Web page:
Here's Buffett. Can't say I disagree. Not one bit.
I'm buying, although I hope prices go even lower. Stocks are the only things people buy when they're overvalued and sell when they're on firesale. And yes, I'm a massive Buffett fan too.
Buy American. I Am.
By WARREN E. BUFFETT
The financial world is a mess, both in the United States and abroad. Its problems, moreover, have been leaking into the general economy, and the leaks are now turning into a gusher. In the near term, unemployment will rise, business activity will falter and headlines will continue to be scary.
So ... I’ve been buying American stocks. This is my personal account I’m talking about, in which I previously owned nothing but United States government bonds. (This description leaves aside my Berkshire Hathaway holdings, which are all committed to philanthropy.) If prices keep looking attractive, my non-Berkshire net worth will soon be 100 percent in United States equities.
A simple rule dictates my buying: Be fearful when others are greedy, and be greedy when others are fearful. And most certainly, fear is now widespread, gripping even seasoned investors. To be sure, investors are right to be wary of highly leveraged entities or businesses in weak competitive positions. But fears regarding the long-term prosperity of the nation’s many sound companies make no sense. These businesses will indeed suffer earnings hiccups, as they always have. But most major companies will be setting new profit records 5, 10 and 20 years from now.Let me be clear on one point: I can’t predict the short-term movements of the stock market. I haven’t the faintest idea as to whether stocks will be higher or lower a month — or a year — from now. What is likely, however, is that the market will move higher, perhaps substantially so, well before either sentiment or the economy turns up. So if you wait for the robins, spring will be over.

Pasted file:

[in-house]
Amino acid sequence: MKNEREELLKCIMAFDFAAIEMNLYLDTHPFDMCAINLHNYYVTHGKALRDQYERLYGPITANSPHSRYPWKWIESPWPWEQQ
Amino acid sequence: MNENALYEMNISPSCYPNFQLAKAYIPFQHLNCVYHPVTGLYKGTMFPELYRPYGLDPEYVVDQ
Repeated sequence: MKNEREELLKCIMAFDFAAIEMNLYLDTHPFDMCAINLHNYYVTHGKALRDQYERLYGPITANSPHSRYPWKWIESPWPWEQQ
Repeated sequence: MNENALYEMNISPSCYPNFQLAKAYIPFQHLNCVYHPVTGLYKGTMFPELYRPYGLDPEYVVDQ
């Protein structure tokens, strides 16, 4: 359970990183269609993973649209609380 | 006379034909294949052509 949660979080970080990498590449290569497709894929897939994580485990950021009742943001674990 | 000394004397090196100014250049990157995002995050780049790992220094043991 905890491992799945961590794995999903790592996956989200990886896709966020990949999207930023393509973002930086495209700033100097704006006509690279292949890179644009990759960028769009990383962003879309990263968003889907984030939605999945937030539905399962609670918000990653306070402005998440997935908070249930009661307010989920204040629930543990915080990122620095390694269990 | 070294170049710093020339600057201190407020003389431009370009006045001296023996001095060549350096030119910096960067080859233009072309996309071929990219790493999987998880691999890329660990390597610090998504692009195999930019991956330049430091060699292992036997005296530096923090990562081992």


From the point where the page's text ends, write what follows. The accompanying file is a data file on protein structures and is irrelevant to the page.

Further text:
Today people who hold cash equivalents feel comfortable. They shouldn’t. They have opted for a terrible long-term asset, one that pays virtually nothing and is certain to depreciate in value. Indeed, the policies that government will follow in its efforts to alleviate the current crisis will probably prove inflationary and therefore accelerate declines in the real value of cash accounts.